The current financial and economic uncertainty faced by businesses in the world poses a variety of strategic challenges to professional managers.
One tool that can help to demystify or temper these strategic challenges is the application of a strategic plan across a company, its business units, assets and projects. This sophisticated financial model offers executive management two important primary benefits; it is a robust corporate governance tool, and secondly it is a “lean finance” solution for a company.
The Oxford Dictionaries website defines uncertainty as “the state of being uncertain” or “something that is uncertain or that causes one to feel uncertain”, which is clearly the essence of a strategic plan and the modus operandi of a strategic professional.
The current economic uncertainty of the world economy
Evidently the demands on strategic professionals and executives to decipher the challenges a company faces in the future are enormous, and they are compounded by the bearish sentiment and the exceptional events since 2008. The strategic plan must attempt to model and account for a myriad of risks, which could adversely impact a company’s financial health and performance.
The mechanics of a Strategic Plan
A strategic plan encompasses value-adding financial analysis, strategic forecasting and financial planning of a company’s financial statements. If this financial model is built in an integrated manner, then iterations or updates to a company’s strategic plan will be effortless and enable more value-adding strategic analysis; as opposed to hours spent reworking or even rebuilding an existing strategic plan.
The true power of a strategic plan lies in its analytical power to demystify this financial and economic uncertainty. The financial model will deliver a qualitative and quantitative projection of the company’s anticipated and strategic financial direction.
Corporate Governance and Uncertainty
As I discussed in, Why a best-practice financial model is an important corporate governance tool, the Cadbury Committee (1992) in the UK defined corporate governance as “the system by which companies are directed and controlled”. A financial model such as a strategic plan will improve executive management decision making and better predict the future direction of the company – thereby demystifying the company’s future uncertainty.
The disciplined nature of monthly financial reporting, in terms of comparing actuals to budget, can help companies to partly unlock the uncertainty of its future financial viability. A thorough strategic plan, which receives buy-in from numerous areas of a company, will force relevant stakeholders to be held accountable for their various functions and areas of operation.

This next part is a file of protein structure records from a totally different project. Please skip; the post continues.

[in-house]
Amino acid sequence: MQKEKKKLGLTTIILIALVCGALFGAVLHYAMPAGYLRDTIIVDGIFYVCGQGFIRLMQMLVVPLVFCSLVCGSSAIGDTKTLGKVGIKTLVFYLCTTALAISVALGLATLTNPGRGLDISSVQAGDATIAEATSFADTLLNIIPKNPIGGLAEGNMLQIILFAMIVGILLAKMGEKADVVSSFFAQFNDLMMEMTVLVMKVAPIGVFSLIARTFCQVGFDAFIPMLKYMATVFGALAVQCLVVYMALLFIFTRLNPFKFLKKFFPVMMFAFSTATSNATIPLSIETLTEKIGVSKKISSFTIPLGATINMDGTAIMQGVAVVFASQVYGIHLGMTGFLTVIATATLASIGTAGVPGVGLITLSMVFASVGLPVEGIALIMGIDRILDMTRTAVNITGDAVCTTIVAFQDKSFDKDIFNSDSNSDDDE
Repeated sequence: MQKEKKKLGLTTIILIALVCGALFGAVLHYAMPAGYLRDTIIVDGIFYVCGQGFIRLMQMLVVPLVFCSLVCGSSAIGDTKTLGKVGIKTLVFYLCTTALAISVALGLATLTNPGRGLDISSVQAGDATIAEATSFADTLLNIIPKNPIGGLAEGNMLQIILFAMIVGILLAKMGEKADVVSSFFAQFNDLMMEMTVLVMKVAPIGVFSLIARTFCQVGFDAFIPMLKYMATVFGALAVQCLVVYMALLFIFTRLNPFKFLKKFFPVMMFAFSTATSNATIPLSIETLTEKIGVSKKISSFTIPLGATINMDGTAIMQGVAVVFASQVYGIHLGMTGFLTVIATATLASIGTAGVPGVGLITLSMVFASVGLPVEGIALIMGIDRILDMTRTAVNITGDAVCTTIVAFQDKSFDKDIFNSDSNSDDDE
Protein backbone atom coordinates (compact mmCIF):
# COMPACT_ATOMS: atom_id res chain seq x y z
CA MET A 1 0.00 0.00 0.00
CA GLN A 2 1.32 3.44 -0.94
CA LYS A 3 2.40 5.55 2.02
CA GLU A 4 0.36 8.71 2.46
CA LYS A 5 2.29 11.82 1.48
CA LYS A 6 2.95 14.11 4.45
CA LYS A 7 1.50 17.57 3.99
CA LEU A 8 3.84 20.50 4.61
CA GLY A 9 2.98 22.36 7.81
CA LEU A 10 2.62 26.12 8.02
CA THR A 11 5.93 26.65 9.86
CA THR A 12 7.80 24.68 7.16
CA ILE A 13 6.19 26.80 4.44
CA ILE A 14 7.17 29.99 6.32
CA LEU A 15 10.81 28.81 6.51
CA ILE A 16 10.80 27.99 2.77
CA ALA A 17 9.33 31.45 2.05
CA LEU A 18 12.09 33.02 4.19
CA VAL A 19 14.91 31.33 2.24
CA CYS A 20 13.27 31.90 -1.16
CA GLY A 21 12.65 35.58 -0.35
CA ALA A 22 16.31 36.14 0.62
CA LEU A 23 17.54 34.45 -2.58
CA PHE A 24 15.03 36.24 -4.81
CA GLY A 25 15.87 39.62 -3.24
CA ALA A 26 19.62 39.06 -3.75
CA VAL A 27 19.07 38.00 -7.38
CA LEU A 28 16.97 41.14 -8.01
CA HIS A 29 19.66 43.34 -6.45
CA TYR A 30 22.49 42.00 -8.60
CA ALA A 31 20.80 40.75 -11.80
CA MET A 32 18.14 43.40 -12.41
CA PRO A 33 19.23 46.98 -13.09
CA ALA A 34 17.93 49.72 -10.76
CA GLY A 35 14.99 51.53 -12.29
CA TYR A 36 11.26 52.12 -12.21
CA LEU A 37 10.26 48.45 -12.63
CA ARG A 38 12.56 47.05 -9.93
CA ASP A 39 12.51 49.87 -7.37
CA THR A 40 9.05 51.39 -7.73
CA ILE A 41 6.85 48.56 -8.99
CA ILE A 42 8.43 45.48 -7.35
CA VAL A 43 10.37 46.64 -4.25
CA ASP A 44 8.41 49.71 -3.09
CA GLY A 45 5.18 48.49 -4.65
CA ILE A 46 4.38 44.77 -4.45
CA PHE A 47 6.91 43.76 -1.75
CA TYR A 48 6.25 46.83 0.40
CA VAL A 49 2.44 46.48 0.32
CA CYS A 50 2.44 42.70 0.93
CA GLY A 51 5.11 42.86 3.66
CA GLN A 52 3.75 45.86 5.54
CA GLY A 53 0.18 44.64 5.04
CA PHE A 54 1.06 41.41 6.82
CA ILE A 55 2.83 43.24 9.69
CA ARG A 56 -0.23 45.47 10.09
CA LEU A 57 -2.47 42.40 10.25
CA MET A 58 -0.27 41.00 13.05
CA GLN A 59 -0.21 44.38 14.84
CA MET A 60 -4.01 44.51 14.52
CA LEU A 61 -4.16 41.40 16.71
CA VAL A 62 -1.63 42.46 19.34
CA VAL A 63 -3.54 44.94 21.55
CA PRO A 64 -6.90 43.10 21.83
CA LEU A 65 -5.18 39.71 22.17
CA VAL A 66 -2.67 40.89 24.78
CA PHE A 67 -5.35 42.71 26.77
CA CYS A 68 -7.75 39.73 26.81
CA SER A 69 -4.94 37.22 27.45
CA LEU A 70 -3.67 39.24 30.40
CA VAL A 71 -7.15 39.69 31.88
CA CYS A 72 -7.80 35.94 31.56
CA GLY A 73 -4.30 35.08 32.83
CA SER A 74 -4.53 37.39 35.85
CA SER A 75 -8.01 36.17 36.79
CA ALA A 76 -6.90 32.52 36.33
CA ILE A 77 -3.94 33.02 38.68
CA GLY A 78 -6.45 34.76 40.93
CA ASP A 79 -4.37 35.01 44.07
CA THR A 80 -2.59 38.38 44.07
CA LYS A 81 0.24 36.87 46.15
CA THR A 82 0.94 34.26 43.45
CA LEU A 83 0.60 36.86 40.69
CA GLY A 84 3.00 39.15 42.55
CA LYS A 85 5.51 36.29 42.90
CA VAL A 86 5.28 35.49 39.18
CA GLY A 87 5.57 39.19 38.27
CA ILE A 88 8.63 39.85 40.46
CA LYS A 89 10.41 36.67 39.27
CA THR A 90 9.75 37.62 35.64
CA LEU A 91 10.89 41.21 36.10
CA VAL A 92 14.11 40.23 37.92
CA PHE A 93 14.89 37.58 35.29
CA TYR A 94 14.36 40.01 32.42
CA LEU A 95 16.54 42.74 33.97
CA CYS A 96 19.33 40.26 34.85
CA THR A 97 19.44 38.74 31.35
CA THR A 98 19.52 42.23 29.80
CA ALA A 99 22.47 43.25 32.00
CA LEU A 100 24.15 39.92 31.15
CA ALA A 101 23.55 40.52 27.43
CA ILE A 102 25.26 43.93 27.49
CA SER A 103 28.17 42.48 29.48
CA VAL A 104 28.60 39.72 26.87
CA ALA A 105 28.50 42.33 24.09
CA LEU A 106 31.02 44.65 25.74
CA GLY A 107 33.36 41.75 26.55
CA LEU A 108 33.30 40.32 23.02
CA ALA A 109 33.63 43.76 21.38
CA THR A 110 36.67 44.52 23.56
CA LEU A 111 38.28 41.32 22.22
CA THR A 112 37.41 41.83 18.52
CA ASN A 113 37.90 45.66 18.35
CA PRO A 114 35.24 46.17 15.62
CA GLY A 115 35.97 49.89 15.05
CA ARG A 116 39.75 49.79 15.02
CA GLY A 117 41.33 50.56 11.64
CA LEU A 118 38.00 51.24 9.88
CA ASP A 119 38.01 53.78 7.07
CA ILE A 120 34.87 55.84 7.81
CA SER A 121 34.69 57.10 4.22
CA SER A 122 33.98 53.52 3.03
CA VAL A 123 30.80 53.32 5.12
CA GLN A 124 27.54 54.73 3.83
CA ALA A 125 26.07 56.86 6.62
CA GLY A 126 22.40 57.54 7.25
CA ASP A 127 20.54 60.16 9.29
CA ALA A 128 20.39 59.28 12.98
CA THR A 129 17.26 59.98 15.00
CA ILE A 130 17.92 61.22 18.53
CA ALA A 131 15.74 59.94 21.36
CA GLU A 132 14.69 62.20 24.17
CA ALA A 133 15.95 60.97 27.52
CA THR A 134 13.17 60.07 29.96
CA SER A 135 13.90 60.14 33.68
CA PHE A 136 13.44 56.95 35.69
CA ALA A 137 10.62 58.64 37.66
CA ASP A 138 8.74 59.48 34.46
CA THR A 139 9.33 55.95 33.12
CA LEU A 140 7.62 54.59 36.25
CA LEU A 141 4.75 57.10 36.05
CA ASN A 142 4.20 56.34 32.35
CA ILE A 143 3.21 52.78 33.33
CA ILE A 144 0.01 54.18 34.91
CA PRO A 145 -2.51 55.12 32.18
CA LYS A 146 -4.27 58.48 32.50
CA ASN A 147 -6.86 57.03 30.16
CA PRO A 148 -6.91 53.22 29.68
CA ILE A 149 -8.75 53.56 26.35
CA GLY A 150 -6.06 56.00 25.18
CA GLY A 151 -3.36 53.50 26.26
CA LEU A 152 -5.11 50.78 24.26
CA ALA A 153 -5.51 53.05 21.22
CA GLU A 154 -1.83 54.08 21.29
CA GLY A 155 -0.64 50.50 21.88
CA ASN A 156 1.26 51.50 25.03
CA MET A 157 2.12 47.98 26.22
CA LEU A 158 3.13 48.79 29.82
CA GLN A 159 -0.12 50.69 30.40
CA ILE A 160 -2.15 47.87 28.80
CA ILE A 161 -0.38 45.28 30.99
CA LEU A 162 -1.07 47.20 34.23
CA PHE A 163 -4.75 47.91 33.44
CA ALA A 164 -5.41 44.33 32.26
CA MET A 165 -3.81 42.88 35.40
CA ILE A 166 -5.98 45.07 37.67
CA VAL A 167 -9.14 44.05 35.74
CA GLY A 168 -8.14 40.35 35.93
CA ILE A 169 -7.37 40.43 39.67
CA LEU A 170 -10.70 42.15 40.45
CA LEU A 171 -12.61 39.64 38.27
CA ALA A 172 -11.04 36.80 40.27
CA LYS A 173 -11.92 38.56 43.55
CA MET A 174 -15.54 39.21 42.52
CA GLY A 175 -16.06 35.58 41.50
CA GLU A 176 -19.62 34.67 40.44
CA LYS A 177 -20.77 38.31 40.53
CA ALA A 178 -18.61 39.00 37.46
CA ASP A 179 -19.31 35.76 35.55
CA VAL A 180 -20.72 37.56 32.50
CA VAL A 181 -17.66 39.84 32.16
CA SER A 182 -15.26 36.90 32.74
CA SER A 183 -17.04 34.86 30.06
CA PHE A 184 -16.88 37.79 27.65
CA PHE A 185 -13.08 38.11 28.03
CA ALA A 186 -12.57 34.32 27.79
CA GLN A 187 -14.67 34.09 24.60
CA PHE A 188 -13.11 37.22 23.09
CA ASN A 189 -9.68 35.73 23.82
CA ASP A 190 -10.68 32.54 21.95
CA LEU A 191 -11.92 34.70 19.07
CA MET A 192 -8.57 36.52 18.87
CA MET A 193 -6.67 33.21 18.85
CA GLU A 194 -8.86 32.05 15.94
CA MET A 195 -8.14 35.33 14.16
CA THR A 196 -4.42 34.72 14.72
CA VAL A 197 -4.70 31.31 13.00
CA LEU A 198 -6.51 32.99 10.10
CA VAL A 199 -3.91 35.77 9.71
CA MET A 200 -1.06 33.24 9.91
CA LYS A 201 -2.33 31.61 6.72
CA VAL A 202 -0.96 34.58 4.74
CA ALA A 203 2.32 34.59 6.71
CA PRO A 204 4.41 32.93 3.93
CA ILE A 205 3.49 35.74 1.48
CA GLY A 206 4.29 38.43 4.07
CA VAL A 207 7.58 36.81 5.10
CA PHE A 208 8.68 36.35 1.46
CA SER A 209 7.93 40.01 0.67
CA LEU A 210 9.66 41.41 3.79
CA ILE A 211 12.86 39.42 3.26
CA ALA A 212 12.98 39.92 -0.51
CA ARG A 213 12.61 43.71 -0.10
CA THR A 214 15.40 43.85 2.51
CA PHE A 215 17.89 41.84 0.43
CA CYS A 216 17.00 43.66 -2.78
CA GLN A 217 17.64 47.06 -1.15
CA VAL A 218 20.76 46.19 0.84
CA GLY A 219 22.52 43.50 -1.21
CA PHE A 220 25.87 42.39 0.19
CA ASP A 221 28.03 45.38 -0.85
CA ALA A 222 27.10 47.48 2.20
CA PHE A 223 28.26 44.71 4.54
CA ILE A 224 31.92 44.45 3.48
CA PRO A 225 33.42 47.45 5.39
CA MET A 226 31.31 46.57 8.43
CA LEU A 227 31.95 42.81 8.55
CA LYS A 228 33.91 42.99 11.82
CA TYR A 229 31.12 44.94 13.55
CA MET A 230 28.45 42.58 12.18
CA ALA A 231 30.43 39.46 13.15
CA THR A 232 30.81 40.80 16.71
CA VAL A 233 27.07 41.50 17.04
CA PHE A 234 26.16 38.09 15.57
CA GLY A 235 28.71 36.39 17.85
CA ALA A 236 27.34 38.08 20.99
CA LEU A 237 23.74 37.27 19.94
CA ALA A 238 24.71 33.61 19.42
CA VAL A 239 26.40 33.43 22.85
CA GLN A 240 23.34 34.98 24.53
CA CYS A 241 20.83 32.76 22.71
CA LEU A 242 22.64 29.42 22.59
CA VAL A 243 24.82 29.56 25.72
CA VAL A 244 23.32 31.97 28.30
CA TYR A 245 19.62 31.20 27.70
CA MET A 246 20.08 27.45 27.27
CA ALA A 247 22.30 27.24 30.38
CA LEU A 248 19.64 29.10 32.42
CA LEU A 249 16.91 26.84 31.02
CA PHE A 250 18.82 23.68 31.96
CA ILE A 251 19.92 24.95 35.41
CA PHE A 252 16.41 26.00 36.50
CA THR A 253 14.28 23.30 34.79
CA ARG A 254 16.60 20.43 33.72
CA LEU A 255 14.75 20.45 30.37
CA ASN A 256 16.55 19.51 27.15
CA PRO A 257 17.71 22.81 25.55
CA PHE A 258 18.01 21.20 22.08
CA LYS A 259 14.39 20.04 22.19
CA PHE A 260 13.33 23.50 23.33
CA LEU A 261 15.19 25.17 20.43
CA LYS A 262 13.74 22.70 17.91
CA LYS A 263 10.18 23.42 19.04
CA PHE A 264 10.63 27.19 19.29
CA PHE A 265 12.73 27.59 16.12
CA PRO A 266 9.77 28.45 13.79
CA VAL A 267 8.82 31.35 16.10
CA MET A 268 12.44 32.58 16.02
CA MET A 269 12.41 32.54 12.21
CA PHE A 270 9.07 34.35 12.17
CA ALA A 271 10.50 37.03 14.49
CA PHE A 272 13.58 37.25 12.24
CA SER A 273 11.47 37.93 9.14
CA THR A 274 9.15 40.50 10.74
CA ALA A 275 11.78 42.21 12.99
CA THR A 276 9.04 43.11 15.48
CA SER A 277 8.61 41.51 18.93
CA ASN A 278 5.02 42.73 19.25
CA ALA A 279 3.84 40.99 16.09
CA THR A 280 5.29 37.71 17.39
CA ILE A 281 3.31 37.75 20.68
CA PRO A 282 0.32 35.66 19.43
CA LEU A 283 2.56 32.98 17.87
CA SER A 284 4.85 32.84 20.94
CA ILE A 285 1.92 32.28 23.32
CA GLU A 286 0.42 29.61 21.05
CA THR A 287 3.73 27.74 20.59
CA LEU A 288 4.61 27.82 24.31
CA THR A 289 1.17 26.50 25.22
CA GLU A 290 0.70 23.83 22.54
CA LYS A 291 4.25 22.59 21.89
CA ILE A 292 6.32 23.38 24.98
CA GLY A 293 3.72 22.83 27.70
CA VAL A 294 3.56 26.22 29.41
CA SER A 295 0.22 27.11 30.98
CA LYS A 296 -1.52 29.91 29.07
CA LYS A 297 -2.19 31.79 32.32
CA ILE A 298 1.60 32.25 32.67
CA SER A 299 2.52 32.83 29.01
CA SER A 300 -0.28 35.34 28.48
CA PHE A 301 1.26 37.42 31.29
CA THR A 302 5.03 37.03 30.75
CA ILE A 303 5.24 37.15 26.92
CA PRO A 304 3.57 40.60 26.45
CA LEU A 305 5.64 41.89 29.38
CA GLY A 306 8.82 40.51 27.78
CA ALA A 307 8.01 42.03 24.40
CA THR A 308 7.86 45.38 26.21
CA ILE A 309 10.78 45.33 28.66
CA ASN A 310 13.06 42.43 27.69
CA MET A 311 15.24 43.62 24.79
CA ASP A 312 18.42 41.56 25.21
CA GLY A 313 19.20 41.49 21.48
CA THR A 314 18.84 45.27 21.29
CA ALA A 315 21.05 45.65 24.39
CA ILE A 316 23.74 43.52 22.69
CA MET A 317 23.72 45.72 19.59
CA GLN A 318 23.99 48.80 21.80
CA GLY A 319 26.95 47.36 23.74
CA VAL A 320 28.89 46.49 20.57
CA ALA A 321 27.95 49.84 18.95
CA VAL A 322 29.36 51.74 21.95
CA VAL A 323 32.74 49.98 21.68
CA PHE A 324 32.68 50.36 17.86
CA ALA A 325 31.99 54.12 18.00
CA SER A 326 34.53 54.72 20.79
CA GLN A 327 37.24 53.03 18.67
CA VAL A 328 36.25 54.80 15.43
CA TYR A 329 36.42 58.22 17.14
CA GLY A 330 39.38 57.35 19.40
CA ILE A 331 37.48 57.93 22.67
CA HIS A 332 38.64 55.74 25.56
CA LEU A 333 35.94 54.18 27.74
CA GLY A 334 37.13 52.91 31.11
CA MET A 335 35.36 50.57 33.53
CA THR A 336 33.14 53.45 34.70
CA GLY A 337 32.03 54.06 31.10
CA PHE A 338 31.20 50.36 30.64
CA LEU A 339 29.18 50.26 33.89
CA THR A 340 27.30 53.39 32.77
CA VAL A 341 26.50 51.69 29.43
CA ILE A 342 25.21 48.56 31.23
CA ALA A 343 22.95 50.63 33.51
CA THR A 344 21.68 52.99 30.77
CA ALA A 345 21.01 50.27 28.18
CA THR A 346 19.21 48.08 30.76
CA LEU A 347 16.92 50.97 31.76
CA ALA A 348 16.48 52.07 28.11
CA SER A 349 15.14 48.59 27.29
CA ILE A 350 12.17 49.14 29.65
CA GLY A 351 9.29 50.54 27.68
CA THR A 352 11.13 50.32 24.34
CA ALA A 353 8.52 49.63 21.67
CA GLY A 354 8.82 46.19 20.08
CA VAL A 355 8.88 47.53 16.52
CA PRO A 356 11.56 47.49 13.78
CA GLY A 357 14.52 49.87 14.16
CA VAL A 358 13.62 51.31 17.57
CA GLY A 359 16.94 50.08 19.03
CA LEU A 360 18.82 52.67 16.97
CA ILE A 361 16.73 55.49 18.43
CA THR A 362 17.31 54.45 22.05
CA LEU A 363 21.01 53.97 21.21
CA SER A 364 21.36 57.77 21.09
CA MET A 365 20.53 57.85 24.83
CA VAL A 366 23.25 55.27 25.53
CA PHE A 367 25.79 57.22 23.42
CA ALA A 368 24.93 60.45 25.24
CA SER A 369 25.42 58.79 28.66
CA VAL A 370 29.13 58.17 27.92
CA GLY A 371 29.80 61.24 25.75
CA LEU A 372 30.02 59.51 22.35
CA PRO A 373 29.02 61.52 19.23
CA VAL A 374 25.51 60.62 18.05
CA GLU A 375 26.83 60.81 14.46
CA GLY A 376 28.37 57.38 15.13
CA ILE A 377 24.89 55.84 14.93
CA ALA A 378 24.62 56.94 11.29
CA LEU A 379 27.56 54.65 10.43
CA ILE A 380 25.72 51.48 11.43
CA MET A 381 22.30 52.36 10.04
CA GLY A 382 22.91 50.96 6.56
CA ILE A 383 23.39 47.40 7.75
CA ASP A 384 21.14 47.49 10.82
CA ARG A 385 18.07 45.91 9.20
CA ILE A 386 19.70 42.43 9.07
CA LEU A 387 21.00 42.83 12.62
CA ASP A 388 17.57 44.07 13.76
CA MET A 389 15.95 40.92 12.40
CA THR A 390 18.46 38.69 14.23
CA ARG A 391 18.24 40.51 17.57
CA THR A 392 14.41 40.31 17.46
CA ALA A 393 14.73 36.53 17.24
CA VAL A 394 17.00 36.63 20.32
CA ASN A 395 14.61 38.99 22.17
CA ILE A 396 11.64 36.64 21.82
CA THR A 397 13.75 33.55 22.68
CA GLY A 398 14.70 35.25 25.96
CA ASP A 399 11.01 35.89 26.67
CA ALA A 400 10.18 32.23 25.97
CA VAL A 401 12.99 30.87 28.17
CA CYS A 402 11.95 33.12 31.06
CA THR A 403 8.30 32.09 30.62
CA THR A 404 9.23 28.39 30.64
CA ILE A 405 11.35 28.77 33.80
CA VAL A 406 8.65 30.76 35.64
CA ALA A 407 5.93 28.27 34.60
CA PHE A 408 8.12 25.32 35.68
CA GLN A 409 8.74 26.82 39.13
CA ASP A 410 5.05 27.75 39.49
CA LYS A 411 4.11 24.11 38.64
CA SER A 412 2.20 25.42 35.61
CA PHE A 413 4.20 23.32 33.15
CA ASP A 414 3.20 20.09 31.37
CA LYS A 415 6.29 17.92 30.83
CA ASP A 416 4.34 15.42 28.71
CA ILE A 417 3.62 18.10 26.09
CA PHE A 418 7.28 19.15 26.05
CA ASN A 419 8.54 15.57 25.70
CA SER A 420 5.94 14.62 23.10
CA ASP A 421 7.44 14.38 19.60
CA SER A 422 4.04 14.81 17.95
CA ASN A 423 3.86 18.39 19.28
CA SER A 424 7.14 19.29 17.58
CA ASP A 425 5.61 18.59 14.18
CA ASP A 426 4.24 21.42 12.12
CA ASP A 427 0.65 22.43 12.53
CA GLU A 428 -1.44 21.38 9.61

A “Lean Finance” tool to combat Corporate Uncertainty
My article, A Best-Practice Financial Model. A Lean Finance tool, defined the move towards lean finance as the use of “tools to streamline and enhance productivity and effectiveness” (Chartered Institute of Management Accountants, UK 2012), which will lead to improved financial reporting, model risk and time spent developing and operating the strategic plan.
The introduction of seamless best-practice financial models such as a strategic plan can help to reduce cost and improve productivity of employees. Instead of a team of analysts reworking or rebuilding a strategic plan on a periodic basis, they can instead add more value by undertaking scenario or sensitivity analysis to alleviate financial uncertainty, which a dramatic change in consumer spending or exchange rates might have on a company’s bottom line.
Multiple-pronged approach to a company’s strategic plan
Different strategic professionals will have various approaches to designing a company’s strategic plan. Some companies prefer their best-endeavours approach to forecasting; understandably they believe you can only have one view of the future – your business will either grow or it will contract. However corporations are very complex to predict, and many executives prefer to have two or three scenarios of their forecast. Equally as understandable, they like the resource of the strategic plan to show them a floor (worst case scenario), a median (mid case scenario) and a ceiling (best case scenario) of their future financial plan to demystify the company’s uncertainty.
The multi scenario strategic plan may be necessary if the corporation is seeking a capital rising, where potential investors may require multiple valuations of the business, which is naturally sourced from the strategic plan.
To be continued …
As discussed in the above, a strategic plan can help demystify a company’s uncertainty, because it tackles the array of risks that a company will face in the future. Further the strategic plan’s analytical power, ability to improve corporate governance, improve efficiencies and its ability to model a company’s future under multiple scenarios are all approaches that help to debunk this uncertainty.
In Part 2, the advanced financial modelling analytics and the end benefits to the company; courtesy of the delivery of the strategic plan will be examined.